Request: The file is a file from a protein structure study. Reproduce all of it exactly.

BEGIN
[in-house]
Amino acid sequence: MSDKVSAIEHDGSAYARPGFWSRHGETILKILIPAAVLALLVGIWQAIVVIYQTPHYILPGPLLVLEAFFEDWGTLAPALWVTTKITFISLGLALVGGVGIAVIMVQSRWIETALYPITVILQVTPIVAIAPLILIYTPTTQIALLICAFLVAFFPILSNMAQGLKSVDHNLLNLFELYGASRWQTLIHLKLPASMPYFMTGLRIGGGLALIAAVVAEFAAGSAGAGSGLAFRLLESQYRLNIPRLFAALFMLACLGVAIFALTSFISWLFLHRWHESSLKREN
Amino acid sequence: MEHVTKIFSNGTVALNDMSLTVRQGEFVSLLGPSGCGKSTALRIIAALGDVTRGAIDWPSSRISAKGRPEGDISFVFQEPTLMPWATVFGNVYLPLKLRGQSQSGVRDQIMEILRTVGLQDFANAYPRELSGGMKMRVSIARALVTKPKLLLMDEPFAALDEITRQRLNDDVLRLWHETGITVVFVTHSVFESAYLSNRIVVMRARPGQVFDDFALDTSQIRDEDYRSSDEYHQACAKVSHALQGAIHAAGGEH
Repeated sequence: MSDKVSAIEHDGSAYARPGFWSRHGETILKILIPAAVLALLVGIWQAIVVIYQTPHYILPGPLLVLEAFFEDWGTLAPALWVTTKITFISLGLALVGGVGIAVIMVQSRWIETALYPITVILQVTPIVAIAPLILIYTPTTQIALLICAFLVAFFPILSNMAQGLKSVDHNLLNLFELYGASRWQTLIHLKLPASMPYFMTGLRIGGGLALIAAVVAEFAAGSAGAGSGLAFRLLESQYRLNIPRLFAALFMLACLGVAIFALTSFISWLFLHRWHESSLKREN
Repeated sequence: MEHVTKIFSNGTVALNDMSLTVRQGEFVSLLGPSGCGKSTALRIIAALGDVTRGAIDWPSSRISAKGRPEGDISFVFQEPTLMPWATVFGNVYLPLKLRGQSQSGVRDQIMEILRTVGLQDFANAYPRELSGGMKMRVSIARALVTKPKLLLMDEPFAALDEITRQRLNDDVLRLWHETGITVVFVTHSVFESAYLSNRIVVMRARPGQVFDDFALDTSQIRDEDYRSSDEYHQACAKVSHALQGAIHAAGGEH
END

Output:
[in-house]
Amino acid sequence: MSDKVSAIEHDGSAYARPGFWSRHGETILKILIPAAVLALLVGIWQAIVVIYQTPHYILPGPLLVLEAFFEDWGTLAPALWVTTKITFISLGLALVGGVGIAVIMVQSRWIETALYPITVILQVTPIVAIAPLILIYTPTTQIALLICAFLVAFFPILSNMAQGLKSVDHNLLNLFELYGASRWQTLIHLKLPASMPYFMTGLRIGGGLALIAAVVAEFAAGSAGAGSGLAFRLLESQYRLNIPRLFAALFMLACLGVAIFALTSFISWLFLHRWHESSLKREN
Amino acid sequence: MEHVTKIFSNGTVALNDMSLTVRQGEFVSLLGPSGCGKSTALRIIAALGDVTRGAIDWPSSRISAKGRPEGDISFVFQEPTLMPWATVFGNVYLPLKLRGQSQSGVRDQIMEILRTVGLQDFANAYPRELSGGMKMRVSIARALVTKPKLLLMDEPFAALDEITRQRLNDDVLRLWHETGITVVFVTHSVFESAYLSNRIVVMRARPGQVFDDFALDTSQIRDEDYRSSDEYHQACAKVSHALQGAIHAAGGEH
Repeated sequence: MSDKVSAIEHDGSAYARPGFWSRHGETILKILIPAAVLALLVGIWQAIVVIYQTPHYILPGPLLVLEAFFEDWGTLAPALWVTTKITFISLGLALVGGVGIAVIMVQSRWIETALYPITVILQVTPIVAIAPLILIYTPTTQIALLICAFLVAFFPILSNMAQGLKSVDHNLLNLFELYGASRWQTLIHLKLPASMPYFMTGLRIGGGLALIAAVVAEFAAGSAGAGSGLAFRLLESQYRLNIPRLFAALFMLACLGVAIFALTSFISWLFLHRWHESSLKREN
Repeated sequence: MEHVTKIFSNGTVALNDMSLTVRQGEFVSLLGPSGCGKSTALRIIAALGDVTRGAIDWPSSRISAKGRPEGDISFVFQEPTLMPWATVFGNVYLPLKLRGQSQSGVRDQIMEILRTVGLQDFANAYPRELSGGMKMRVSIARALVTKPKLLLMDEPFAALDEITRQRLNDDVLRLWHETGITVVFVTHSVFESAYLSNRIVVMRARPGQVFDDFALDTSQIRDEDYRSSDEYHQACAKVSHALQGAIHAAGGEH